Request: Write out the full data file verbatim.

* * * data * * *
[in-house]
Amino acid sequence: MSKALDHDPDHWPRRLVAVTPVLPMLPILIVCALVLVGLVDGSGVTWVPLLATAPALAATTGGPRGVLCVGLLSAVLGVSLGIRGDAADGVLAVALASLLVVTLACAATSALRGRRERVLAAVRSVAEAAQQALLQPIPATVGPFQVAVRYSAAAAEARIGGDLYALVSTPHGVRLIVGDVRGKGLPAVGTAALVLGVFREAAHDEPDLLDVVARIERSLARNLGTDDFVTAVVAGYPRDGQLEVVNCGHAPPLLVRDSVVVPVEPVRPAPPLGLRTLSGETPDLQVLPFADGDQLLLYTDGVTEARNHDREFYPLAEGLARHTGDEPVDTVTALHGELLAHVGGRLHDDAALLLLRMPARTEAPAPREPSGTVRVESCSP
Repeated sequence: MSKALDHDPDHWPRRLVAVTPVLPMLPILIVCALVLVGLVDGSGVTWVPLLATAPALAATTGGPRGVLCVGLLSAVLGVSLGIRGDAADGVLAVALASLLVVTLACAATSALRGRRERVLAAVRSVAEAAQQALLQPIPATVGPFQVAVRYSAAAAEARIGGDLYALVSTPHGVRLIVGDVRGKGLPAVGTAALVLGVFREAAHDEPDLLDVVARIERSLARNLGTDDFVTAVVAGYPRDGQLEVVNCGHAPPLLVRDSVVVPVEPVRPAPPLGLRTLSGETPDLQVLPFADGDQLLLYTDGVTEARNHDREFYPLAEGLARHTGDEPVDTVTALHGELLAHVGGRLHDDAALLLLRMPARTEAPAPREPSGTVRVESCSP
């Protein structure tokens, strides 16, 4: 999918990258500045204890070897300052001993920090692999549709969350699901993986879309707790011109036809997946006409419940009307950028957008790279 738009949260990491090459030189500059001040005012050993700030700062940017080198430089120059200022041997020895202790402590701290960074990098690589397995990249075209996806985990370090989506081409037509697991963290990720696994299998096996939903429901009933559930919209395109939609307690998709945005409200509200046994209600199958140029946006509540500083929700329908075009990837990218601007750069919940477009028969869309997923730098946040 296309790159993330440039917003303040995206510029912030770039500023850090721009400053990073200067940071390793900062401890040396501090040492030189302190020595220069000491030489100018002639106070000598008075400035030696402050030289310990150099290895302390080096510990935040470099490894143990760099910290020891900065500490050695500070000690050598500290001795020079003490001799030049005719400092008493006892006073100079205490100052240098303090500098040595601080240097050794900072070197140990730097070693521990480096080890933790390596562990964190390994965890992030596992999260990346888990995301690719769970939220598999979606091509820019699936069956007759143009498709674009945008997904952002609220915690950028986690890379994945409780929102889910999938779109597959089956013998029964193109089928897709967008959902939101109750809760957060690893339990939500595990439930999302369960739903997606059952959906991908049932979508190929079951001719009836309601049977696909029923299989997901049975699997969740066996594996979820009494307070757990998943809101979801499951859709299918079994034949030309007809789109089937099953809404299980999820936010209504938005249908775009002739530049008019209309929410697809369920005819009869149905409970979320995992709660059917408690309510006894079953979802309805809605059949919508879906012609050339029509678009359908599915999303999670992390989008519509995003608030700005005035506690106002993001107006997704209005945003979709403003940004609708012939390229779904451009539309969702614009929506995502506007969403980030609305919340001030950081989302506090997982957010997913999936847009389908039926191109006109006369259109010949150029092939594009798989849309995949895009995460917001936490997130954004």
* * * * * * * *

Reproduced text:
[in-house]
Amino acid sequence: MSKALDHDPDHWPRRLVAVTPVLPMLPILIVCALVLVGLVDGSGVTWVPLLATAPALAATTGGPRGVLCVGLLSAVLGVSLGIRGDAADGVLAVALASLLVVTLACAATSALRGRRERVLAAVRSVAEAAQQALLQPIPATVGPFQVAVRYSAAAAEARIGGDLYALVSTPHGVRLIVGDVRGKGLPAVGTAALVLGVFREAAHDEPDLLDVVARIERSLARNLGTDDFVTAVVAGYPRDGQLEVVNCGHAPPLLVRDSVVVPVEPVRPAPPLGLRTLSGETPDLQVLPFADGDQLLLYTDGVTEARNHDREFYPLAEGLARHTGDEPVDTVTALHGELLAHVGGRLHDDAALLLLRMPARTEAPAPREPSGTVRVESCSP
Repeated sequence: MSKALDHDPDHWPRRLVAVTPVLPMLPILIVCALVLVGLVDGSGVTWVPLLATAPALAATTGGPRGVLCVGLLSAVLGVSLGIRGDAADGVLAVALASLLVVTLACAATSALRGRRERVLAAVRSVAEAAQQALLQPIPATVGPFQVAVRYSAAAAEARIGGDLYALVSTPHGVRLIVGDVRGKGLPAVGTAALVLGVFREAAHDEPDLLDVVARIERSLARNLGTDDFVTAVVAGYPRDGQLEVVNCGHAPPLLVRDSVVVPVEPVRPAPPLGLRTLSGETPDLQVLPFADGDQLLLYTDGVTEARNHDREFYPLAEGLARHTGDEPVDTVTALHGELLAHVGGRLHDDAALLLLRMPARTEAPAPREPSGTVRVESCSP
């Protein structure tokens, strides 16, 4: 999918990258500045204890070897300052001993920090692999549709969350699901993986879309707790011109036809997946006409419940009307950028957008790279 738009949260990491090459030189500059001040005012050993700030700062940017080198430089120059200022041997020895202790402590701290960074990098690589397995990249075209996806985990370090989506081409037509697991963290990720696994299998096996939903429901009933559930919209395109939609307690998709945005409200509200046994209600199958140029946006509540500083929700329908075009990837990218601007750069919940477009028969869309997923730098946040 296309790159993330440039917003303040995206510029912030770039500023850090721009400053990073200067940071390793900062401890040396501090040492030189302190020595220069000491030489100018002639106070000598008075400035030696402050030289310990150099290895302390080096510990935040470099490894143990760099910290020891900065500490050695500070000690050598500290001795020079003490001799030049005719400092008493006892006073100079205490100052240098303090500098040595601080240097050794900072070197140990730097070693521990480096080890933790390596562990964190390994965890992030596992999260990346888990995301690719769970939220598999979606091509820019699936069956007759143009498709674009945008997904952002609220915690950028986690890379994945409780929102889910999938779109597959089956013998029964193109089928897709967008959902939101109750809760957060690893339990939500595990439930999302369960739903997606059952959906991908049932979508190929079951001719009836309601049977696909029923299989997901049975699997969740066996594996979820009494307070757990998943809101979801499951859709299918079994034949030309007809789109089937099953809404299980999820936010209504938005249908775009002739530049008019209309929410697809369920005819009869149905409970979320995992709660059917408690309510006894079953979802309805809605059949919508879906012609050339029509678009359908599915999303999670992390989008519509995003608030700005005035506690106002993001107006997704209005945003979709403003940004609708012939390229779904451009539309969702614009929506995502506007969403980030609305919340001030950081989302506090997982957010997913999936847009389908039926191109006109006369259109010949150029092939594009798989849309995949895009995460917001936490997130954004």